2 December 2017. Click About This Website for update list.
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site is mirrored at www.colinpykett.org.uk
over eighteen years the most stable and extensive resource on the Internet
for pipe and electronic organs
hub of this site is the Complete Articles page which gives you instant
access to many detailed articles dealing with numerous technical aspects of both
pipe and electronic organs. Use the Google search box below to quickly
identify areas of interest. While browsing, why not also listen to over 4
Ĺ hours of music
played on the three manual organ below and the Prog Organ
virtual pipe organ here?
!! NEW ARTICLE !! - A
technique for simplifying parameter estimation in synthesised pipe organ sounds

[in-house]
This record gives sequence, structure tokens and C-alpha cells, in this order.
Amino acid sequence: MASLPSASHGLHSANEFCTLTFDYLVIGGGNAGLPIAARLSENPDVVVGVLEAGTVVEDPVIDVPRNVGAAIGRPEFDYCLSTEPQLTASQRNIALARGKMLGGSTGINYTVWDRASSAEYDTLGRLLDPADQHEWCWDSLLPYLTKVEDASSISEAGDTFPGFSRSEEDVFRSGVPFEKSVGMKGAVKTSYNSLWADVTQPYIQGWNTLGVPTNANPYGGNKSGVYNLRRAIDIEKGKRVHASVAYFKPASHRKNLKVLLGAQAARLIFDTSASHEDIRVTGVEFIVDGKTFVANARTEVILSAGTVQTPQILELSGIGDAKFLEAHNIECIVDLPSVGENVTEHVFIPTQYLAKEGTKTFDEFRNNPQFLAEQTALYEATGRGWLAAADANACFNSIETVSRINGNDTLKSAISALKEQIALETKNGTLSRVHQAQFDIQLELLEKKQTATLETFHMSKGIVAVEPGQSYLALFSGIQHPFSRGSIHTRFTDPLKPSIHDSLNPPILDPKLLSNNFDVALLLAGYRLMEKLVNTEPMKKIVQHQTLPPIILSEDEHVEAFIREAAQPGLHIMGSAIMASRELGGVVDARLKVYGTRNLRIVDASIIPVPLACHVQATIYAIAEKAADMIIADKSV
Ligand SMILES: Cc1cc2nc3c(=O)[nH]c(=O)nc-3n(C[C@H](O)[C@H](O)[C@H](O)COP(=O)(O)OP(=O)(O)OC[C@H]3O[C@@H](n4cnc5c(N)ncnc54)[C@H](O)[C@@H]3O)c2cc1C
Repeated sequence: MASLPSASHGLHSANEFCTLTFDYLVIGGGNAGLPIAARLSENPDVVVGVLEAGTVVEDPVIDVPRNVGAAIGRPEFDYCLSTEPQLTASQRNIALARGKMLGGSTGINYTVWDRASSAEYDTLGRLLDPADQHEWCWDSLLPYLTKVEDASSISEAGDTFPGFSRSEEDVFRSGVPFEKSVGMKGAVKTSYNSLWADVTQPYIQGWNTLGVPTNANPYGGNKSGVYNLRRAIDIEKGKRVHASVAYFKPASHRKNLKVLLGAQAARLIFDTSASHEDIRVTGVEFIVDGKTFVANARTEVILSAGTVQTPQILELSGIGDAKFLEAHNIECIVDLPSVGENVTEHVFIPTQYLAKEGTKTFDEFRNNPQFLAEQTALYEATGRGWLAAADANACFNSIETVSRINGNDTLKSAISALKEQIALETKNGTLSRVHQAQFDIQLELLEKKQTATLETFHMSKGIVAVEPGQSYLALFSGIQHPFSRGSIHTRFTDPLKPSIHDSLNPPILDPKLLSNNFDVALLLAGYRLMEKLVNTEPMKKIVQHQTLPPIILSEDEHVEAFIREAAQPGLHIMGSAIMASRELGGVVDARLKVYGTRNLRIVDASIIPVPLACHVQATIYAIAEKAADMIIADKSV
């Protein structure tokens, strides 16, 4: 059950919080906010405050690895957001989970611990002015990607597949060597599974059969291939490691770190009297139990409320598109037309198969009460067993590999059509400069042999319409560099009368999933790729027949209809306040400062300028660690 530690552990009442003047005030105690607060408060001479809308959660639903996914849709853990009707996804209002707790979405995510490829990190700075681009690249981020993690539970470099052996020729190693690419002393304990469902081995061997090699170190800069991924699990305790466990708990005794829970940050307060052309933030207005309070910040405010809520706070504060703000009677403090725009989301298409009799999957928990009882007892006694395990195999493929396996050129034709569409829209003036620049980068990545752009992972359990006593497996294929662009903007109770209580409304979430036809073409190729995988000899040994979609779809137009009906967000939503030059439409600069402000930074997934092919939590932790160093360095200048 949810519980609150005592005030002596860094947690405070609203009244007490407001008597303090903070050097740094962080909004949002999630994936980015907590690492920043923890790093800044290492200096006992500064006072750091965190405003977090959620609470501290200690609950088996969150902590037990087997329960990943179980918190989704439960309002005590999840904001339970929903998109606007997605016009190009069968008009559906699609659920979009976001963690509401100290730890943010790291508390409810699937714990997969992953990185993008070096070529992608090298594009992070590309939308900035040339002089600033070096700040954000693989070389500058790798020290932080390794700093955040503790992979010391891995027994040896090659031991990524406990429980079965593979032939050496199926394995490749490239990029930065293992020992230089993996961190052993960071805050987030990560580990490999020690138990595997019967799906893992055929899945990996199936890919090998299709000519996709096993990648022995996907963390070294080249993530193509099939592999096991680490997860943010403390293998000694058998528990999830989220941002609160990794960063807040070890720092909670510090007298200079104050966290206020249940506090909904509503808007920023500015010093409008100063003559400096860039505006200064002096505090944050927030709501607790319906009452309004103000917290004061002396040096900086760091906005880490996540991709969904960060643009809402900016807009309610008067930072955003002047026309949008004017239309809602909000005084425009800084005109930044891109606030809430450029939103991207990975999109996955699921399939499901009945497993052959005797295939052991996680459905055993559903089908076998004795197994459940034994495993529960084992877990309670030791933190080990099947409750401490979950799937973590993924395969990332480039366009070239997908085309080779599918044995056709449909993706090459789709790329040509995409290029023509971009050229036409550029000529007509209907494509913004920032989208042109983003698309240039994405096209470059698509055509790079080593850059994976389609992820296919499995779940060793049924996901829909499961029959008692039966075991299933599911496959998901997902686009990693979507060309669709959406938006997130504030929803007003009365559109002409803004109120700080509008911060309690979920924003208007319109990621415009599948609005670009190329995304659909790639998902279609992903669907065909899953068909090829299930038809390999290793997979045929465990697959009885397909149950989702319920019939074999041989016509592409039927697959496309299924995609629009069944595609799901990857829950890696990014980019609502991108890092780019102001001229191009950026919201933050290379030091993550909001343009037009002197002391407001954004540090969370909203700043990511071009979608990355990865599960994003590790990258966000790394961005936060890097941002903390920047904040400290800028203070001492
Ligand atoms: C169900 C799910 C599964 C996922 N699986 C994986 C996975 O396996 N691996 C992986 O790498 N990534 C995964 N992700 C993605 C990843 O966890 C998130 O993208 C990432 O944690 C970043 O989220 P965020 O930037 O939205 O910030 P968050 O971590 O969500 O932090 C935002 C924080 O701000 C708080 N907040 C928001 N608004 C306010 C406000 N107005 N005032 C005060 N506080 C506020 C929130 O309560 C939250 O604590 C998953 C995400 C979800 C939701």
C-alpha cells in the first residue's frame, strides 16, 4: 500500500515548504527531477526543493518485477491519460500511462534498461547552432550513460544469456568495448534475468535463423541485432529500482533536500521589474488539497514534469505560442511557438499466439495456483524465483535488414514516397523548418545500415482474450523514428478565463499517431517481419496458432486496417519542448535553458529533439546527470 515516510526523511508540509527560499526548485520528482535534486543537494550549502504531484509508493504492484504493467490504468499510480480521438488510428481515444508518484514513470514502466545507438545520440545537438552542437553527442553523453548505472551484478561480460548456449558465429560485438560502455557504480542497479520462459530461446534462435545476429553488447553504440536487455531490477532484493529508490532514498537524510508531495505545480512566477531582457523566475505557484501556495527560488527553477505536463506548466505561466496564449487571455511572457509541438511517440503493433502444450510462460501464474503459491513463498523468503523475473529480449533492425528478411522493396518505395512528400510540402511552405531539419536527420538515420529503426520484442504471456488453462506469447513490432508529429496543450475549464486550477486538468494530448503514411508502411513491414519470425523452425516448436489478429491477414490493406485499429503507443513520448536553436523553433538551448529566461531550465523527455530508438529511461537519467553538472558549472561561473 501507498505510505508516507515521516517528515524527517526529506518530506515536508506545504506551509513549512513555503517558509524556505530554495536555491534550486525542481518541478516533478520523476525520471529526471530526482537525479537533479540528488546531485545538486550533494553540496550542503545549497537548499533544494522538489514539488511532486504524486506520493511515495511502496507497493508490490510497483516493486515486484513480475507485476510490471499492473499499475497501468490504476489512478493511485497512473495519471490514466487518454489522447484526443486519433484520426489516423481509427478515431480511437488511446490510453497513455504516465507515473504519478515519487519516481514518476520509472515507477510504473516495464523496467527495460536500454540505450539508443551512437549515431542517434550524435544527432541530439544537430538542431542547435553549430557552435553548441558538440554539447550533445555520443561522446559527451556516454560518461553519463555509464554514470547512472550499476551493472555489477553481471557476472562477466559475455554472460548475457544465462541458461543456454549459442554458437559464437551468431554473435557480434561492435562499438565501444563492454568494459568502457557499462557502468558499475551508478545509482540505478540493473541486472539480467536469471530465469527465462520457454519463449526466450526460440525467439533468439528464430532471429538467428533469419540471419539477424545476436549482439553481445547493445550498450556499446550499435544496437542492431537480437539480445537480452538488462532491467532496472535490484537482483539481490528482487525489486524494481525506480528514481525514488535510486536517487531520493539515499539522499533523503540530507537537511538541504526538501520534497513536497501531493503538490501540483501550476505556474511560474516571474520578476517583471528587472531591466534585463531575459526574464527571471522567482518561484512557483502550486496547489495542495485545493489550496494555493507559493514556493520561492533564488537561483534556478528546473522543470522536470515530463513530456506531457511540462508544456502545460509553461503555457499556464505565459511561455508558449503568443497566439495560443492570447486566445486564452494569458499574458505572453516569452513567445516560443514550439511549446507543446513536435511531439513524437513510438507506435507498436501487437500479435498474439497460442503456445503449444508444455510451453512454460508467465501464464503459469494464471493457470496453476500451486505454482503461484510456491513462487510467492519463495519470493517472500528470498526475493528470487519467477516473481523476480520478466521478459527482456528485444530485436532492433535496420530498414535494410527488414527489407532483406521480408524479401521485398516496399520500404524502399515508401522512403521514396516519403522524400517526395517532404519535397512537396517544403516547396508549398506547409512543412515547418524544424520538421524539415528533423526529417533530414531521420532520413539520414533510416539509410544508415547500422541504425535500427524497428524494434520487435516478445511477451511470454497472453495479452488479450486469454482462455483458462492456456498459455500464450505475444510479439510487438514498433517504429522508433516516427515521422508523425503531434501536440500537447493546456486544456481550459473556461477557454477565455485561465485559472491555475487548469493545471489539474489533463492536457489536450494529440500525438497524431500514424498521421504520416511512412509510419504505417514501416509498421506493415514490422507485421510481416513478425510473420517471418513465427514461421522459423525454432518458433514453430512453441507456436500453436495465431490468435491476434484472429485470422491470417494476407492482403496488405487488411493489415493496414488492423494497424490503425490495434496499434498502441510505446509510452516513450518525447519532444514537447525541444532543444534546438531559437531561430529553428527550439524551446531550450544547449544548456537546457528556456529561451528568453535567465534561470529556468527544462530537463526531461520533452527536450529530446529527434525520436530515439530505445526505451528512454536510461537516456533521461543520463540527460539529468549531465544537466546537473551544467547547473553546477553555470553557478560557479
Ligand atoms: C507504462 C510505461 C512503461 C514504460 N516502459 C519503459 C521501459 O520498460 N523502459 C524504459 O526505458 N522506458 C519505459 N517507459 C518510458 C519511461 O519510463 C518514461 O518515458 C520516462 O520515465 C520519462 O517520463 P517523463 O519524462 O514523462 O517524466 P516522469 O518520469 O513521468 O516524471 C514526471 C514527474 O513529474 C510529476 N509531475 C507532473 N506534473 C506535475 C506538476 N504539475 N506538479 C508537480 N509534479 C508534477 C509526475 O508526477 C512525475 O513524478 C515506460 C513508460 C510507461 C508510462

A major problem in synthesising musical sounds lies in assigning values to the large number of parameters associated with each note. For example, in additive synthesis the relative amplitudes of each harmonic have to be specified together with the way each one varies throughout the sounding epoch. Or in a physical model of an organ flue pipe the parameter set describing the aerodynamics of the pipe foot and mouth, as well as the properties of the resonant air column, likewise becomes inconveniently large. In such cases allocating values to the parameters to achieve a desired timbre is therefore a major challenge. The problem is particularly difficult for the organ because each stop is in effect a different instrument with a distinct character. Furthermore each stop also comprises many separate notes which all have to be individually voiced. This results in a serious parameter overload and estimation problem in current synthesis techniques for simulating the pipe organ.